Customers visiting any site across the 52-strong estate can choose from more than 30 flavour shots, including white chocolate, bubblegum, black cherry sour, pear drop, and peanut butter & jelly, which are made from using triple-distilled vodka.
Revolution Bars Group commercial director Myles Doran outlined how many old, round £1 coins are in customers' savings and urged them to check their furniture.
Checking the sofa
He said: “We understand there’s nearly £500m worth of old coins stored in piggy banks or savings jars around the UK.
“With the old pound coin fast running out of circulation, we are asking guests to exchange their old change for one of our Handcrafted Flavours range. It’s time to check the sofa.”
From Monday 16 October the old, round £1 coin will no longer be legal tender and will be replaced for the first time in more than 30 years because of its vulnerability to counterfeiters.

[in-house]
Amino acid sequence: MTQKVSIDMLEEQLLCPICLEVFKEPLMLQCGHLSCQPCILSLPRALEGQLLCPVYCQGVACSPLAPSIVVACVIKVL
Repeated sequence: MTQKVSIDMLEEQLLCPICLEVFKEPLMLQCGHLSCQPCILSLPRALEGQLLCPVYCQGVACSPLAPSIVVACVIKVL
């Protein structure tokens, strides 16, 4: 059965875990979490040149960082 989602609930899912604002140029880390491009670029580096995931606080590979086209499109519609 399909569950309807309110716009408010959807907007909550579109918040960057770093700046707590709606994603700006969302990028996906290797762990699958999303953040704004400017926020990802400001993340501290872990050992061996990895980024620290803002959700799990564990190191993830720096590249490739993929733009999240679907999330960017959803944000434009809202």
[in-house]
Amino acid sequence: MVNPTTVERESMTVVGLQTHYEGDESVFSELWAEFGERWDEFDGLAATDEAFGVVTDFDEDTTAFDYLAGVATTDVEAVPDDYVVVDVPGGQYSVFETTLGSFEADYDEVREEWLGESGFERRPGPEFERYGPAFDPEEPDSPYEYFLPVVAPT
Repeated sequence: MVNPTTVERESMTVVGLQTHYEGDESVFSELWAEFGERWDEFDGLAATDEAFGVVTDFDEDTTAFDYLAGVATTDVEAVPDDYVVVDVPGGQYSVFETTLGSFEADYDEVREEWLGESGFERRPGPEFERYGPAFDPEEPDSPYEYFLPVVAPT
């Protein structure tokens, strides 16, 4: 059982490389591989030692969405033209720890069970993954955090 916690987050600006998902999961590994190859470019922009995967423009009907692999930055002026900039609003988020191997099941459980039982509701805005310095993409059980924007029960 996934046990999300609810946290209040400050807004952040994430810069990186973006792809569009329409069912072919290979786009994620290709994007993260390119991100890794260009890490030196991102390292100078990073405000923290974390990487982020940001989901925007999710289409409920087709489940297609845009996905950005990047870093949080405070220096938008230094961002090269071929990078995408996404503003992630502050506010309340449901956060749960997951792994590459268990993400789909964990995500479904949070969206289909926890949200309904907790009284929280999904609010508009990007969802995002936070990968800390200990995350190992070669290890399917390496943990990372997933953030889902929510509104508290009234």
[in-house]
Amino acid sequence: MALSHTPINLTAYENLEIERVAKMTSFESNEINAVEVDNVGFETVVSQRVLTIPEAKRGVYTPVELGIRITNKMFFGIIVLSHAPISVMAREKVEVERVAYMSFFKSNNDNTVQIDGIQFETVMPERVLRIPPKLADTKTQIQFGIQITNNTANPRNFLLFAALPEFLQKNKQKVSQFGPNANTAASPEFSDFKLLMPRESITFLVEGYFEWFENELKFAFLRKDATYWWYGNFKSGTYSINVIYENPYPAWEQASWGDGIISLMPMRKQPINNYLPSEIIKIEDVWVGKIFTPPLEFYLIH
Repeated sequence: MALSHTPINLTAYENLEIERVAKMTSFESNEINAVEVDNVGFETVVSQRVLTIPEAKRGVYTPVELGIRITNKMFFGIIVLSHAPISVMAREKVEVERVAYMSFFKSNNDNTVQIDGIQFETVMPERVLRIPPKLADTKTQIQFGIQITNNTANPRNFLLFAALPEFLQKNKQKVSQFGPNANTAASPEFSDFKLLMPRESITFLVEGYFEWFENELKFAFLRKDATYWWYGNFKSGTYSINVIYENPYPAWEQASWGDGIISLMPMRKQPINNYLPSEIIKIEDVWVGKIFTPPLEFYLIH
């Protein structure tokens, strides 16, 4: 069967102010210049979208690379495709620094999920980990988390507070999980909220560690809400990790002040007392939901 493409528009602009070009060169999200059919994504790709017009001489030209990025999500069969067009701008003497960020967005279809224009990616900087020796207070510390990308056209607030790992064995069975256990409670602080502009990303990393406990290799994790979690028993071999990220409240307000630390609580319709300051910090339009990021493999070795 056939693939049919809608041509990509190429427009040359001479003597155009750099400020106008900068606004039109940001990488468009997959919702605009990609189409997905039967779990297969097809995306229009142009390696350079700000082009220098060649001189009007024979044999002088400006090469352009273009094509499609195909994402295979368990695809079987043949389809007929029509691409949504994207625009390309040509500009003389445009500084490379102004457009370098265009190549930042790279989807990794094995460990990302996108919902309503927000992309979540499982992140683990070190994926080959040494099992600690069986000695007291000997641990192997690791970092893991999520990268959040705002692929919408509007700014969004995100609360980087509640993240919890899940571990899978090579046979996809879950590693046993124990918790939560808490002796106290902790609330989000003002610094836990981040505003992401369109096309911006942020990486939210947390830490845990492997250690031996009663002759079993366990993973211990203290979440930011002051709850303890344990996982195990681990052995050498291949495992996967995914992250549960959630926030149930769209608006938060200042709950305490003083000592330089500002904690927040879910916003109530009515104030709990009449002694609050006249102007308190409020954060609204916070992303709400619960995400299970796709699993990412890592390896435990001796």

The new coin, which has a number of hi-tech features, is being introduced to make it harder for counterfeiters to copy.
Pubs will be under no obligation to accept the round £1 coin from customers from that date and should not distribute the round £1 coin.
Earlier this year (May), the paper £5 notes featuring Elizabeth Fry ceased to be legal tender. The new polymer note was issued on 13 September 2016, featuring Winston Churchill.
On 14 September this year, the new polymer £10 note was put into circulation, featuring Jane Austin. The £10 paper notes are still legal tender but will go out of circulation in spring 2018.
A polymer £20 note, featuring the artist JMW Turner, will be launched in 2020. There are currently no plans to replace the £50 note and the Bank of England has stayed tight-lipped about it, saying it will announce the material for future £50 notes in due course.